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  •  REVIEW: THE A.W.A.R.D. SHOW! 2010

    Rie Fukuzawa and Satoshi Haga in The A.W.A.R.D. Show! 2010
    Photo by Matthew Murphy
    Rie Fukuzawa and Satoshi Haga

    Audience Award Less the Audience

    The A.W.A.R.D. Show! woos, then chooses


    In The A.W.A.R.D. Show! at Joyce Soho, the dances that most excited audiences in the initial nights were Yin Yue's and Aaron McGloin's. The audience favorite in the final was Satoshi Haga. The prize winner was Helen Simoneau.

    THE A.W.A.R.D. SHOW! 2010
    Choreography by: Julie Bour, eunkyungkim, Yin Yue, Takehiro Ueyama, Helen Simoneau, Lauri Stallings, Aaron McGloin, Alejandro Chavez, Michel Kouakou, Christopher Williams, Satoshi Haga, Roger Celedonio and Esther Mayda.
    Dancers: Julie Bour: Casey Loomis, Jacquelyn Elder, Chen Zielinski
    eunyungkim: Josh Anderson, Lindsey Drury, Samuel Hanson, Mark Messer, Malia Yamamoto, Jessie Young
    Yin Yue: Yin Yue
    TAKE Dance: Jill Echo, Marie Zvosec, Gina Ianni, Elise Drew, Kristen Arnold, Mariko Kurihara, Kile Hotchkiss, John Eirich, Takehiro Ueyama
    Helen Simoneau: Helen Simoneau
    Lauri Stallings: Stephanie Johnson, Toni Doctor Jenkins, Nicole Johnson, Mary Jane Pennington
    Aaron McGloin: Lucio Abruzzi and Kathryn Logan
    Alejandro Chavez: Claudio Izquierdo, Isabel Carapia, Felipe Escalante, Isaac Santana, Mariajose Medellin, Alejandro Chavez, Natteli Guarneros, Isabel Aguerrebere
    Michel Kouakou: Michel Kouakou
    Christopher Williams: Sydney Skybetter, Jordan Isadore, Philip Montana, Jordan Marley, Andrew Smith
    Satoshi Haga: with Rie Fukuzawa
    Celedonio and Mayda: Laura Finot, Janeth Pimienta, Laydy Reyes, Nicole Finot, Evelyn Vidaurre, Alexandra Vidaurre, Ricardo Tolentino, Gustava Villazon, Alan Grenidge, Job Senzano Jr., Ronald Senzano
    Original music: Daniel Dorobantu (Yin Yue).
    Joyce Soho
    November 17-20, 2010

    Show! is a welcome opportunity for cash and attention for emerging choreographers. It is also a strange mix of democracy and money. While billed as an audience award show in which the audience decides who wins, ultimately the decision shifts in the final round to a panel of professionals who get 80 percent of the vote and choose by criteria of presentability. The $10,000 award becomes more investment decision than popularity prize.

    Kudos go to Neta Pulvermacher for originating the show in 2005 and to Scott Kasen for funding it, but many people make it work. Larissa Chock and the Joyce organization produce it now, and the web streaming and general organization are excellent. Moderator Linda Szmyd Monich gives thoughtful and generous comments to lead postperformance discussions, and the finals panelists give a good sense of what they look for and of general issues facing choreographers. Still, it would feel a bit more democratic and participatory if the final vote were split 50/50 between audience and panel, and if the panelists felt able to discuss what they think of the final pieces.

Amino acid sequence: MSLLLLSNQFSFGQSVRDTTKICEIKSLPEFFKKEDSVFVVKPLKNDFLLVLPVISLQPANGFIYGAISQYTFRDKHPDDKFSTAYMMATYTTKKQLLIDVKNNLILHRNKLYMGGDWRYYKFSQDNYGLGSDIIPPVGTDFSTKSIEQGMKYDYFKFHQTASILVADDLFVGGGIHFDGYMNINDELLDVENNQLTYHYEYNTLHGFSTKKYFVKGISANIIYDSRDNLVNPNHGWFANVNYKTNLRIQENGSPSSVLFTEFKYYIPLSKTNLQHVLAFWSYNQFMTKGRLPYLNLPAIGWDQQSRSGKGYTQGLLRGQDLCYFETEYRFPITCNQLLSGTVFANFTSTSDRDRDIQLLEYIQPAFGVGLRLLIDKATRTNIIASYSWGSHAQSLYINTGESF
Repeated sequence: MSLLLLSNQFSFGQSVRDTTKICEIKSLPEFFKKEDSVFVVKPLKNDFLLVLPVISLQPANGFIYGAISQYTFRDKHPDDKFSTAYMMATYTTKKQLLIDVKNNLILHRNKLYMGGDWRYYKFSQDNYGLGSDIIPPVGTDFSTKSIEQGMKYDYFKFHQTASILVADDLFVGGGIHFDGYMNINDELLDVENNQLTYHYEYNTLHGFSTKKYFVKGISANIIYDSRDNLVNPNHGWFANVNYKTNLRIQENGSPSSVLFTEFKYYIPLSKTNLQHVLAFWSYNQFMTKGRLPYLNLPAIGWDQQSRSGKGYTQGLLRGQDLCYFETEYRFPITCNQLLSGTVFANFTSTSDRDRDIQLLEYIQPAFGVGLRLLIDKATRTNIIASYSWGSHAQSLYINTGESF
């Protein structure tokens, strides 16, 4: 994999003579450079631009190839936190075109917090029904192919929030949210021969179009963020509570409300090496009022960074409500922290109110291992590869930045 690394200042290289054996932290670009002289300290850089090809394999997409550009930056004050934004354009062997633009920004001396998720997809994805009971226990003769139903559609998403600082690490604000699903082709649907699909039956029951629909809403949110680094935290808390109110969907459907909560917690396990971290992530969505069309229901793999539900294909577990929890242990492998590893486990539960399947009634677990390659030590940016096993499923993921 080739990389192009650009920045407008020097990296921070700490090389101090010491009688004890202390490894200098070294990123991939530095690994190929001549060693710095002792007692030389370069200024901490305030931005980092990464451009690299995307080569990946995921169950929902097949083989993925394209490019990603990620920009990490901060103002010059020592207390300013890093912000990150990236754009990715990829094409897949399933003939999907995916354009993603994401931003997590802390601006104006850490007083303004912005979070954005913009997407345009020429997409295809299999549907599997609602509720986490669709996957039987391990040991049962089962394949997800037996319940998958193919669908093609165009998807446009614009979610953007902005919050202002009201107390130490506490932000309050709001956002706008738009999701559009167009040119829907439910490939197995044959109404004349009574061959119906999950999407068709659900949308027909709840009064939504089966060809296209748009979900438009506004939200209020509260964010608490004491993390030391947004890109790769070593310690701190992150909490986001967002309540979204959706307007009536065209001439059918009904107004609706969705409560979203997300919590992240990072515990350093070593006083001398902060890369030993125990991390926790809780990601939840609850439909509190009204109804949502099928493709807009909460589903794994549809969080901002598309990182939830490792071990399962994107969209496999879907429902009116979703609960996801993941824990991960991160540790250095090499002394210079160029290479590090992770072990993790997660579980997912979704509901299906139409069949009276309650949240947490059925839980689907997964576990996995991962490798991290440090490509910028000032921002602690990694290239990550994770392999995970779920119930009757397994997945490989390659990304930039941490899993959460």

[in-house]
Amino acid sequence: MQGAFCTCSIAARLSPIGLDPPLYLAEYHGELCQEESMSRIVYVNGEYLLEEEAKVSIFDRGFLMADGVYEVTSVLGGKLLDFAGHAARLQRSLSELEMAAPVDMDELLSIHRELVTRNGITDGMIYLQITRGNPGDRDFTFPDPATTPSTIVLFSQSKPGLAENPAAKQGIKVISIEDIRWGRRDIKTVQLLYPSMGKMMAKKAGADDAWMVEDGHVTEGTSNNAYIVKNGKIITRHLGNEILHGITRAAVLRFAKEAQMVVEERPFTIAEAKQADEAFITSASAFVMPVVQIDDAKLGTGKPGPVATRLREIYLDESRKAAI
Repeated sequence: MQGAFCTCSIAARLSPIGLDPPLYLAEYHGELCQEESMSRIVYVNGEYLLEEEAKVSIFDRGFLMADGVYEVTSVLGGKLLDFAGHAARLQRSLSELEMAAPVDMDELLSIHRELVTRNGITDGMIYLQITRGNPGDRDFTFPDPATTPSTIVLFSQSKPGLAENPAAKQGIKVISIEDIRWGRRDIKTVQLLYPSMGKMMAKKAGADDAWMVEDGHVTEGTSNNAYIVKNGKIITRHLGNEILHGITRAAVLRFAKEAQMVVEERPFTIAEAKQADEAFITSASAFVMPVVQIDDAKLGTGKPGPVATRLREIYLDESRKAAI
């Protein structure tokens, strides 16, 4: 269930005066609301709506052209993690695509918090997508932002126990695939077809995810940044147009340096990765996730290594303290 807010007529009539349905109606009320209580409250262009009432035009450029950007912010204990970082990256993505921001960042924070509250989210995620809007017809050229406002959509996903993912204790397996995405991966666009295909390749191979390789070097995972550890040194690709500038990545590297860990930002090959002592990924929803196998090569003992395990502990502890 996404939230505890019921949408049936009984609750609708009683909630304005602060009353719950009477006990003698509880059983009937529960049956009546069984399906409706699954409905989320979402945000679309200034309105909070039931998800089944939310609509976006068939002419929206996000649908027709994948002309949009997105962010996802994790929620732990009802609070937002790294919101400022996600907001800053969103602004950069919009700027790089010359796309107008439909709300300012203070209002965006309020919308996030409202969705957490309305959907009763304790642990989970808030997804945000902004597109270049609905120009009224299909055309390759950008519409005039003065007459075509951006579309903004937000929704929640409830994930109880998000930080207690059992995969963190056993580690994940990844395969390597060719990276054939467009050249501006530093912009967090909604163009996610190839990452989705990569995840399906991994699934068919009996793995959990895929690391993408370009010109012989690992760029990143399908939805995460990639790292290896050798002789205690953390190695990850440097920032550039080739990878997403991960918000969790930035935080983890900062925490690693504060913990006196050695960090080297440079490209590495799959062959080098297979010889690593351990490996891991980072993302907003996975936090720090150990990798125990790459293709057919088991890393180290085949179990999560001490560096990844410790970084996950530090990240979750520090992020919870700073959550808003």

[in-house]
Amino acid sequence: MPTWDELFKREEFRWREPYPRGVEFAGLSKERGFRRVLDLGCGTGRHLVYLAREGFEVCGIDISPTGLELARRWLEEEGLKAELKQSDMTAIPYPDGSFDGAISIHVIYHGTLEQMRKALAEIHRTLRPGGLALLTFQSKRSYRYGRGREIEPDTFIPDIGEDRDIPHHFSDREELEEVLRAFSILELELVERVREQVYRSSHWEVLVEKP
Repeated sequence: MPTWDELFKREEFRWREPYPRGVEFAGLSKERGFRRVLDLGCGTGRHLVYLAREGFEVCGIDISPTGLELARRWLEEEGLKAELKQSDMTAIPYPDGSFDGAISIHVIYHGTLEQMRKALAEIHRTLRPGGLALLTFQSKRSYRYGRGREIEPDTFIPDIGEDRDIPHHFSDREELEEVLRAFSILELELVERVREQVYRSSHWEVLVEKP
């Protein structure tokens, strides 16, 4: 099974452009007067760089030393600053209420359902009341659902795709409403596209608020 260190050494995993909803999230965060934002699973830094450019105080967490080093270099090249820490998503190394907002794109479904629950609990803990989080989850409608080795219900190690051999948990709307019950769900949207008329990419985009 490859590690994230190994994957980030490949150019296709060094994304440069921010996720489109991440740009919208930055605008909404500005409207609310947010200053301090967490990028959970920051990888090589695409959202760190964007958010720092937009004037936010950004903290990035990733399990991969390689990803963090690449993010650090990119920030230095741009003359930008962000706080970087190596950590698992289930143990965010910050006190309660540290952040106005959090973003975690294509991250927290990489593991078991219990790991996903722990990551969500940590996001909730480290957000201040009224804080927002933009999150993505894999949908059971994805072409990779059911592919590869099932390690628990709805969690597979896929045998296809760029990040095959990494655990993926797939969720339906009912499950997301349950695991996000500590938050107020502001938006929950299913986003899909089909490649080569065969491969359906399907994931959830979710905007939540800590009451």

Yin Yue in The A.W.A.R.D. Show! 2010  
    Photo by Matthew Murphy  
    Yin Yue
    But what a fascinating smorgasbord The A.W.A.R.D. Show! is, from magic to train wrecks, with each night composed of wildly disparate dances. Solos and duets seemed to fare better than larger group pieces, perhaps partly because Joyce Soho has a small stage with no wings. And all three finalists — Yin Yue, Satoshi Haga and Helen Simoneau — chose minimal and abstract music, though Yue's music was much richer and varied, partly because it was a commissioned piece on which choreographer and composer collaborated.

    The first performance of Yue's Torn and the duet You Are My Lobster by Aaron McGloin stand out as the best two performances of the four nights. Torn begins and ends in prone exhaustion, with beautiful ebbs and flows of music, movement and light; it is a dark piece of struggle and turmoil that can touch many human chords when it reaches its full range and power. Lobster is pretty much the opposite — light and very funny, though lyrics from The Magnetic Fields inject some real darkness with a smile. Lucio Abruzzi and Kathryn Logan give perfectly timed and nuanced performances as a young couple negotiating a relationship with looks and glances that convey so many different things. They also do plenty of solid dancing and physical connecting, and a midpiece finger solo fits the mood and the music perfectly.

    Helen Simoneau in The A.W.A.R.D. Show! 2010
    Photo by Matthew Murphy
    Helen Simoneau

    In the finals, audience favorite Satoshi Haga (binbinFactory) and panel favorite Helen Simoneau share very minimal piano music and very slowly developing movement. Haga and partner Rie Fukuzawa are heavily connected through a light touch and create some beautiful and touching moments of coupledness in Thread, and Simoneau swings oddly between distracted staring human and windup doll in the gentleness was in her hands, but both use light quite effectively. Light fading almost to darkness wonderfully previews the inevitable breaking of binbin's connection, and Simoneau looking each of three small floor lamps out to end her piece may be the strongest ending of all.

    NOVEMBER 22, 2010

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